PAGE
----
JOHAN MOLANDER (Sweden), speaking on behalf of the European Union, said that the United Nations and the international community had a crucial role to play in aiding the building of national structures, and in doing so, strengthening democracy. Technical assistance including the training of judges and lawyers, among others, could be given as a part of the process of reforming national legislation. The international community needed to be prepared to give qualified assistance in support of Government programmes, as the Government's willingness to support such programmes was necessary for their success. The European Union saw the programme of advisory services and technical cooperation as an important contribution to countries' own efforts to protect and promote human rights and offered its support to the Office of the High Commissioner for Human Rights and the process of streamlining human rights activities in the United Nations. The European Union would welcome the provision of technical cooperation and advisory services in the ongoing investigation into human rights violations in the Togolese elections and requested as well that the Government of Cambodia agree to extend the memorandum of understanding with the Office of the High Commissioner without further delay. As a sound financial basis was necessary, and demands for technical assistance far exceeded the funds available, the European Union encouraged voluntary donations and remained committed to supporting activities aimed at protecting and promoting human rights on the ground.
CLARAH ANDRIANJAKA (Madagascar) said that his country attached great importance to the technical cooperation programme of the Office of the High Commissioner for Human Rights and had benefitted from this programme through a project entitled national capacity building in the field of human rights. Among the activities carried out in the year 2000 as part of the project were training for members of the National Commission on Human Rights; provision of documents on human rights to the Justice Ministry and the National Commission on Human Rights; granting funds to the Ministry of Justice and NGOs; recruitment of national consultants to examine relevant aspects of national legislation in relation to international human rights norms; and a training course for teachers.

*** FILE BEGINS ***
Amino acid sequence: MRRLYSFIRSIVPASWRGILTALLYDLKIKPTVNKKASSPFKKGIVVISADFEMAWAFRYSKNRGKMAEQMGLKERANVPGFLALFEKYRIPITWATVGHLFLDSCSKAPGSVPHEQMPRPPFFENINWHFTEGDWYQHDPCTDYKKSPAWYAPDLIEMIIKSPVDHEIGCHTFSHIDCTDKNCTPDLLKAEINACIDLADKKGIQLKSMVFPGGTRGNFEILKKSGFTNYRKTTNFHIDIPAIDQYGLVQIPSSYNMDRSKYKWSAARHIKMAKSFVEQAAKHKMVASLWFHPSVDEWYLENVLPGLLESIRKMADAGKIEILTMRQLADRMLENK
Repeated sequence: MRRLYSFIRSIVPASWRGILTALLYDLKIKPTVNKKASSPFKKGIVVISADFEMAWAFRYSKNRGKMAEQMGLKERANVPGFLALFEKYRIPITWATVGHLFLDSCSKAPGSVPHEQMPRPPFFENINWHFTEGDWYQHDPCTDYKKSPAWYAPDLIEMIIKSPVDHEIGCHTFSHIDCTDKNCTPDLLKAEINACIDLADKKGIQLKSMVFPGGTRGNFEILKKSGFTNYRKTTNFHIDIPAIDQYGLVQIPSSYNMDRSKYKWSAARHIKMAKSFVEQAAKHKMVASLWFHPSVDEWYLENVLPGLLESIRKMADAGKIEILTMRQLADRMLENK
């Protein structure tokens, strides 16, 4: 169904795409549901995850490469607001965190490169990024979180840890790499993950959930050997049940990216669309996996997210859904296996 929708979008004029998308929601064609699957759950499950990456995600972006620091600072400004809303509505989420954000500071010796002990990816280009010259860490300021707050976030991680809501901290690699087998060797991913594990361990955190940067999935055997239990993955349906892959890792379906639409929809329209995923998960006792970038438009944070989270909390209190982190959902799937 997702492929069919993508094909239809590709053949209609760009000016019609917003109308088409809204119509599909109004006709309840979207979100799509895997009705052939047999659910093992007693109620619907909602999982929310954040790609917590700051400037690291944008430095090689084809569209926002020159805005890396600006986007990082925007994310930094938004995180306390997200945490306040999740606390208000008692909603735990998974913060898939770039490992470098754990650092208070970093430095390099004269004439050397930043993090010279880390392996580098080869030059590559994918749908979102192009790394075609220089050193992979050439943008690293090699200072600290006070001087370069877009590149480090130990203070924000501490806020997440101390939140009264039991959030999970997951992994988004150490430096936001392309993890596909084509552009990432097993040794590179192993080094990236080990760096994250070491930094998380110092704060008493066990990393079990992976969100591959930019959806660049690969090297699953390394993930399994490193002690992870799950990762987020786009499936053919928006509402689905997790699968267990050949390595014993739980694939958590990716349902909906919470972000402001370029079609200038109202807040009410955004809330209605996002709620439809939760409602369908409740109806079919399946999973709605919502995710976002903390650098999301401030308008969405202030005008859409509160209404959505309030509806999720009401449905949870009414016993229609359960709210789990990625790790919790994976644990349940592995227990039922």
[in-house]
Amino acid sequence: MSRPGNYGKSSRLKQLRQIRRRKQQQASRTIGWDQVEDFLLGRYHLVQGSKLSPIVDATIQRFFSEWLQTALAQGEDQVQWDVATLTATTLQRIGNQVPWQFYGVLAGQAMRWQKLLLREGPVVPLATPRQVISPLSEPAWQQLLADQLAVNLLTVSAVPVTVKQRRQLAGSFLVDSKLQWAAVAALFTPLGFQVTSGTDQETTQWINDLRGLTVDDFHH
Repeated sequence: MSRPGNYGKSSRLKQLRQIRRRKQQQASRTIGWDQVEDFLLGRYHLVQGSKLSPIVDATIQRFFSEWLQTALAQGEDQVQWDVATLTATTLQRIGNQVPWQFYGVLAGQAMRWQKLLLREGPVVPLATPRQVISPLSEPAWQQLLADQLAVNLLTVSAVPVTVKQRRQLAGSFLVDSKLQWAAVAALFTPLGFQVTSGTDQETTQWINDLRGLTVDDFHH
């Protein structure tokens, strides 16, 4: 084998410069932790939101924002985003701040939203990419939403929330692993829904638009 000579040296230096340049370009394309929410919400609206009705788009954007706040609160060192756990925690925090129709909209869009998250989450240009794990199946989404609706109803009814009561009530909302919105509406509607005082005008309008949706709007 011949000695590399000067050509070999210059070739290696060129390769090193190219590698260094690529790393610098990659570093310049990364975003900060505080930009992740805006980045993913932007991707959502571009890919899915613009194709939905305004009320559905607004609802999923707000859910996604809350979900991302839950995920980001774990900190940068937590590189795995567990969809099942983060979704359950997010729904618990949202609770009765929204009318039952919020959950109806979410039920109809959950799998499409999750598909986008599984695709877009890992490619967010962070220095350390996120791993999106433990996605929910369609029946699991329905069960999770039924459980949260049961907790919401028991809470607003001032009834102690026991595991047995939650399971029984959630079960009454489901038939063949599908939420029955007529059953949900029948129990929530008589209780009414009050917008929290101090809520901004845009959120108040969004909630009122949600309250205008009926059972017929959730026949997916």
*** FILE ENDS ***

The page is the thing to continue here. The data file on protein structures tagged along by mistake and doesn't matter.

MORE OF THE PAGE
MIGUEL ANGEL ALCAINE CASTRO (El Salvador), speaking of behalf of GRULAC, said that in its region, activities for technical cooperation on human rights were carried out in several States. Since they had been going on for some time, it was possible to make an assessment of them. The results were positive. Technical cooperation to improve human rights at the national level in El Salvador was effective. However, there were many sectors which had not yet been dealt with. The development of regional and subregional efforts aided national efforts and created synergy between countries experiencing similar conditions. GRULAC called upon specialized agencies of the UN to maintain and increase cooperation with the Office of the High Commissioner in order to increase benefits. The Office of the High Commissioner had experience and the extension of its efforts to other regions was anticipated. GRULAC hoped that the 2001 Consolidated Appeal would be as successful, or would be more successful, than last year. The international community was encouraged to continue to contribute to its funds without attaching a contribution use to their donations.
P. R. O. OWADE (Kenya) said that in his country, like in many parts of the developing world, lack of capacity and adequate resources were the greatest obstacles to the effective promotion and protection of human rights. Kenya had undertaken programmes to ensure that human rights law permeated its parliamentary system, judiciary, the police and prison officials. Training of personnel from these key areas was of utmost importance for them to undertake the promotion and protection of human rights.
The High Commissioner's Office was urged to redouble its efforts in the provision of advisory services and technical cooperation to countries like Kenya that requested it. It was imperative to strengthen the Office of the High Commissioner for Human Rights and increase its human and financial resources to enable it to effectively support countries like Kenya in promoting and protecting human rights.